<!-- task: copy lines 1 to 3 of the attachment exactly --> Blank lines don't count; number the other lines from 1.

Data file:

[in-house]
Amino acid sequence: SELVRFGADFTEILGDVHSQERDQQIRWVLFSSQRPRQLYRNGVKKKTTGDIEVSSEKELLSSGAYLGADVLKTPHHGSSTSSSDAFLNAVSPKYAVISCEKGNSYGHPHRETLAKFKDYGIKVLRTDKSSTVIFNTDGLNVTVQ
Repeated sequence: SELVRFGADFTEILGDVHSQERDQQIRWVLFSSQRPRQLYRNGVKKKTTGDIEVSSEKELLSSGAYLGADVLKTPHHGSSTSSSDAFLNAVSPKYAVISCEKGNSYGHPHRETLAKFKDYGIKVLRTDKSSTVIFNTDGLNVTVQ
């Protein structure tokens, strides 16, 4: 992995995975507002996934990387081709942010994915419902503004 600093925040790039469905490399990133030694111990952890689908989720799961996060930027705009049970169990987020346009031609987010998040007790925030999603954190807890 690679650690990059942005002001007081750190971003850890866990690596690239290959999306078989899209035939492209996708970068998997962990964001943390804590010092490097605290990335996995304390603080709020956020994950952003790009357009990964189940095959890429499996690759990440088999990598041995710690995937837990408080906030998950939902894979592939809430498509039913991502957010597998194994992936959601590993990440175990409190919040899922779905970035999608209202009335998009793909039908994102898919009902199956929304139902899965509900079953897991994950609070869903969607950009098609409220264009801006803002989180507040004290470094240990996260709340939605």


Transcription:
[in-house]
Amino acid sequence: SELVRFGADFTEILGDVHSQERDQQIRWVLFSSQRPRQLYRNGVKKKTTGDIEVSSEKELLSSGAYLGADVLKTPHHGSSTSSSDAFLNAVSPKYAVISCEKGNSYGHPHRETLAKFKDYGIKVLRTDKSSTVIFNTDGLNVTVQ
Repeated sequence: SELVRFGADFTEILGDVHSQERDQQIRWVLFSSQRPRQLYRNGVKKKTTGDIEVSSEKELLSSGAYLGADVLKTPHHGSSTSSSDAFLNAVSPKYAVISCEKGNSYGHPHRETLAKFKDYGIKVLRTDKSSTVIFNTDGLNVTVQ